SQL Server Replication: How to completely remove replication

SQL Server Replication provides a comprehensive set of features for synchronising data between SQL Server databases and can be configured to suit many different scenarios.

As a business scales and its software requirements change, it’s not uncommon for the data architecture to also change. When this happens there may be a need to move data to different servers, remove existing replication configurations, and possibly set up existing hardware for other purposes.

In cases like this, or when errors have been made in the original replication setup, it can be very useful to have a quick way of completely removing replication from a server to ensure a clean slate.

In the section that follows I provide a script that will allow you to remove replication from your SQL Server and know with confidence that the process has been completed successfully.

Replication removal

It’s possible to remove most of a replication setup visually via the SQL Server Management Studio GUI.

However, it takes time to go through this process and oftentimes there are replication objects such as databases and constraints that fail to drop correctly. This leaves your system in an untidy state and potentially causes issues if you intend to set replication up again from scratch on the same server.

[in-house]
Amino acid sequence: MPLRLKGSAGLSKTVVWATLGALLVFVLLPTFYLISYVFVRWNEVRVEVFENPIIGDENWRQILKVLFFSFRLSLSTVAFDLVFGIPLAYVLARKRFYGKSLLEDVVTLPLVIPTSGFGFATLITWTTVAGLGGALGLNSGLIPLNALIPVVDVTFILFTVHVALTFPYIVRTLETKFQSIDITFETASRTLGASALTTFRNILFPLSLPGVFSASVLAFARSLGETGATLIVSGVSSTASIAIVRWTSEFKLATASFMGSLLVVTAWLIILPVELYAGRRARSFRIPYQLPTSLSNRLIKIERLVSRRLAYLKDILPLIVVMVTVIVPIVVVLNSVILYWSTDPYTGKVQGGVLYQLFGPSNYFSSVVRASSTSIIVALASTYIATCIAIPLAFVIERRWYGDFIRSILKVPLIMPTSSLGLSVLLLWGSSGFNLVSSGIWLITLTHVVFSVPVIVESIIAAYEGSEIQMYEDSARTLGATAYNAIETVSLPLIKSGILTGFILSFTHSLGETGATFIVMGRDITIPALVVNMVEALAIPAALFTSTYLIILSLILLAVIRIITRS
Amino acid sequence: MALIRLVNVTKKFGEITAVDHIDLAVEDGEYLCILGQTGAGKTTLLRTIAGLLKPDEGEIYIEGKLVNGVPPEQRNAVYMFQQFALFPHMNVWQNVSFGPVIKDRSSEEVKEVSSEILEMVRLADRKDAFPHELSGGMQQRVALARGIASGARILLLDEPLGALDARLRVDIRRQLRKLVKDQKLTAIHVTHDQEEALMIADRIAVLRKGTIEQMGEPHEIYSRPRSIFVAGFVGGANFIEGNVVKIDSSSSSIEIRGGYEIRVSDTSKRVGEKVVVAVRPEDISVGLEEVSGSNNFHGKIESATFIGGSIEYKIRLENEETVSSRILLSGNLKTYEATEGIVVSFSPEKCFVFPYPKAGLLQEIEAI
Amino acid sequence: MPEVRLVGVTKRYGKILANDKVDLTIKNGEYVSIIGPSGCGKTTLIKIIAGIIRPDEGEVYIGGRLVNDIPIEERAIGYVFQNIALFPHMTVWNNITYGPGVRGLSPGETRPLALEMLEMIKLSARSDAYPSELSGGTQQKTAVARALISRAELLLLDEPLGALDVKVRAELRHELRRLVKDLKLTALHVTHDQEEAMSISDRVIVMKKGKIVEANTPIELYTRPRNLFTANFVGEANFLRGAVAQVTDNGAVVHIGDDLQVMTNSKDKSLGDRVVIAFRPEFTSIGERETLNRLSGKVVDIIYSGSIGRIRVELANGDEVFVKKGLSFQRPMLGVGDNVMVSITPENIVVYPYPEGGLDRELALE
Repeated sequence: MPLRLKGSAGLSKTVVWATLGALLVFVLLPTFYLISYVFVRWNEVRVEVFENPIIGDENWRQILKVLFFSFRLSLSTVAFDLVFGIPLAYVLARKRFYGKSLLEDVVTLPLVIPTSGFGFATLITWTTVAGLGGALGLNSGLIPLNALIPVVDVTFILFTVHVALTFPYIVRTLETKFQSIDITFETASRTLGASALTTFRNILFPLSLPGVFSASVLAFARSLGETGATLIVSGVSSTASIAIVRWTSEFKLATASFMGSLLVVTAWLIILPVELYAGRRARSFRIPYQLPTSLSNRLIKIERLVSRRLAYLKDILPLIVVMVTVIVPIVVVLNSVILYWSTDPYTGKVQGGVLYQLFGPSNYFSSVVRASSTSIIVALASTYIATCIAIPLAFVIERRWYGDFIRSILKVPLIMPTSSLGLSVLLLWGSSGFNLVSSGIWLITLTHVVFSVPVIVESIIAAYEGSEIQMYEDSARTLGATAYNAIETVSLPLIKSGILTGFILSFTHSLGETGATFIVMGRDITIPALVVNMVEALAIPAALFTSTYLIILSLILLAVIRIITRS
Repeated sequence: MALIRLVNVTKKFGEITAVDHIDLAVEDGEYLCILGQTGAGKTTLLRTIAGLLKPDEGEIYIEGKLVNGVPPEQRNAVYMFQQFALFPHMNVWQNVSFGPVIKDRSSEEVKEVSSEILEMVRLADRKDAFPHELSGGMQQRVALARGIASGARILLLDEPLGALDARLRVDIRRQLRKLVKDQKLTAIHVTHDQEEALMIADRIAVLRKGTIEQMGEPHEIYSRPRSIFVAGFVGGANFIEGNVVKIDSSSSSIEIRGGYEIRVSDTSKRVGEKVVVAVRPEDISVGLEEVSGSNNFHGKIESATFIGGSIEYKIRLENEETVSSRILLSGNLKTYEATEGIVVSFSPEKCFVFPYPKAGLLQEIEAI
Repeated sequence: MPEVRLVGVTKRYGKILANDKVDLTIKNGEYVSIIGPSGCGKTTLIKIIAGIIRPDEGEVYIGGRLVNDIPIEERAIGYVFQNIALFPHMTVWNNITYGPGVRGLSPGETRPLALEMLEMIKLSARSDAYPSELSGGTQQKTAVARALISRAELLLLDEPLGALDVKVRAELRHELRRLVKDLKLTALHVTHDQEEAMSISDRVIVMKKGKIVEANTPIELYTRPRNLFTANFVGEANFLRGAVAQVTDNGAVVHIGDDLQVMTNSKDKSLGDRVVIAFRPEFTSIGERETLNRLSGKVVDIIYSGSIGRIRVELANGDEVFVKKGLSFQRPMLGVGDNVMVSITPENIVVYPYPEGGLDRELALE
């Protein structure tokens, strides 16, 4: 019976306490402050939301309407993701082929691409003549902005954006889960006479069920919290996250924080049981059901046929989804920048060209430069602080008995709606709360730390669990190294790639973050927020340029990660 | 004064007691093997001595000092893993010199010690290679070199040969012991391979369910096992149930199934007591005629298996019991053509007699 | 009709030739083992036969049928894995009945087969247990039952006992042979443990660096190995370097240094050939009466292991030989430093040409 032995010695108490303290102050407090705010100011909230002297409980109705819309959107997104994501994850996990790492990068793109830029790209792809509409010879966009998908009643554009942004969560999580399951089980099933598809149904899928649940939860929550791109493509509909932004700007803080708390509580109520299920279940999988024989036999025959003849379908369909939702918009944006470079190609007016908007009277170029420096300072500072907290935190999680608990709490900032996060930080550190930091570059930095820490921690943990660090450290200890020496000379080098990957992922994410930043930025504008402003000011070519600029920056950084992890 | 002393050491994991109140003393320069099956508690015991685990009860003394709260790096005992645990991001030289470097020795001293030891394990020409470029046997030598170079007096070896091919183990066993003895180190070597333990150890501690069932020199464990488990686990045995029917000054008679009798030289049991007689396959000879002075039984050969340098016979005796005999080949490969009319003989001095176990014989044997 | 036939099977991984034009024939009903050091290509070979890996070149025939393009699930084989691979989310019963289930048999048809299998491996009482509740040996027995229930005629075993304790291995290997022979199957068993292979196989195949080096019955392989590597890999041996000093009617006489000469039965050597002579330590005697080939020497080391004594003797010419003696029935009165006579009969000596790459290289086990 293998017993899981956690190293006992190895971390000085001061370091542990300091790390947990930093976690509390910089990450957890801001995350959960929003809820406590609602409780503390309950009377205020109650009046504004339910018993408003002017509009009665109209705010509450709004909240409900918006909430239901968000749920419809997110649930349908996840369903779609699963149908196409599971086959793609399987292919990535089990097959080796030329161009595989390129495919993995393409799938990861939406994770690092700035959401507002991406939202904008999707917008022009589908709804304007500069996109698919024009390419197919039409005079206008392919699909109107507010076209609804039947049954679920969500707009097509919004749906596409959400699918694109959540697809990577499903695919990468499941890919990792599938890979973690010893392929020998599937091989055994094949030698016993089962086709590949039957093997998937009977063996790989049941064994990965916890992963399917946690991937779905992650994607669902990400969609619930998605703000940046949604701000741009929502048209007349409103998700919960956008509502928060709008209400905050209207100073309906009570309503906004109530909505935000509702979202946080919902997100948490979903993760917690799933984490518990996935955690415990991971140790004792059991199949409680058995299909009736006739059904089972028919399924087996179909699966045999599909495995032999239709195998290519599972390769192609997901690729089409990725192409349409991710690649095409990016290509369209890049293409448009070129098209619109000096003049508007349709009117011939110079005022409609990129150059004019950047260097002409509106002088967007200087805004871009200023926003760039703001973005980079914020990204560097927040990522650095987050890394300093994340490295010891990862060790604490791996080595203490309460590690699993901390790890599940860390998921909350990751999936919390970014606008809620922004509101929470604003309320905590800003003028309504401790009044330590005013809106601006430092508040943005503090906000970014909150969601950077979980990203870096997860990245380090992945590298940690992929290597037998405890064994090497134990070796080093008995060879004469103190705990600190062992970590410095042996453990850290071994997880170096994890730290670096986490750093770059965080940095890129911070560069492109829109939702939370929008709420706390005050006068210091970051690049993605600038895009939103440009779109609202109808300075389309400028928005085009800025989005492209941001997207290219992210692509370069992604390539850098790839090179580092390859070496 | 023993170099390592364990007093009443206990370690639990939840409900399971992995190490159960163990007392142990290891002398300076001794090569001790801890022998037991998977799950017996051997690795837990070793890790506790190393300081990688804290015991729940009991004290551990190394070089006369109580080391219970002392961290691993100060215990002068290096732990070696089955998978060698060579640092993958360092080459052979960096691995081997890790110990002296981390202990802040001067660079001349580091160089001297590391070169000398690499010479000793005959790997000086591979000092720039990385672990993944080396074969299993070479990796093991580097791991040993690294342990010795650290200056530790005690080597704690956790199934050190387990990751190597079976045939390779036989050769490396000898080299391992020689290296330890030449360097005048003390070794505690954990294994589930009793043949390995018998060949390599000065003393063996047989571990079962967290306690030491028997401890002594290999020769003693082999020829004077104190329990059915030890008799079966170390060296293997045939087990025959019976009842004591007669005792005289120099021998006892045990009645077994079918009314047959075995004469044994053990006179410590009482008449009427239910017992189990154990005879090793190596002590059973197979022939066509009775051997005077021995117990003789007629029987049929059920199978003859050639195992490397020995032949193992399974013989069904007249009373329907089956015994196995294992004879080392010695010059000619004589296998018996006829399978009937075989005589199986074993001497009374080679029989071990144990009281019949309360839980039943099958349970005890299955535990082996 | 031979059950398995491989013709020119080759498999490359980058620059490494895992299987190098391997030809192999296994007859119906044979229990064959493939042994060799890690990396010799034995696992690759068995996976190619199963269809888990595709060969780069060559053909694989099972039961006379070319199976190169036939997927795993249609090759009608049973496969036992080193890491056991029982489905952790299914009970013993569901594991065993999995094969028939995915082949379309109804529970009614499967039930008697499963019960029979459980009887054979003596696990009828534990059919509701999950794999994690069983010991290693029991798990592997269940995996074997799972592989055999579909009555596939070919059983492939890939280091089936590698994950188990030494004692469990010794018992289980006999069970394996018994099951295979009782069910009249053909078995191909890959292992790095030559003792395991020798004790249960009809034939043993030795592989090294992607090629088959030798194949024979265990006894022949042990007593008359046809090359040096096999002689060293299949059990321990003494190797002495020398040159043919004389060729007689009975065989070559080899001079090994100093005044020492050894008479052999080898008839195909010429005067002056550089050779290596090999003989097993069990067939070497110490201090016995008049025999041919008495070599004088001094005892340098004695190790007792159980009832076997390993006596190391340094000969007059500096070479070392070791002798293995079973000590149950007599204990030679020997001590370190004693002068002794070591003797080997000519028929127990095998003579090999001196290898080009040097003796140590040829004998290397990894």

As a result, my recommendation is to use a SQL script that executes the stored procedures that are needed to remove the replication objects. This means that you can check the results of the procedures to ensure that they have completed execution with no errors.

The script

In my experience, I have found the following script to be a very reliable way of completely obliterating all replication objects from your SQL Server instance (for the parameters specified).

CAUTION

The script below is designed to remove ALL replication objects from your server. Please make sure that you only execute this script if you are 100% sure that you want to completely wipe your entire replication setup.

Note that before running the script, you must update all of the variables to match your setup. The variables and lines of code that you will need to consider changing have a comment in CAPITALS beside them.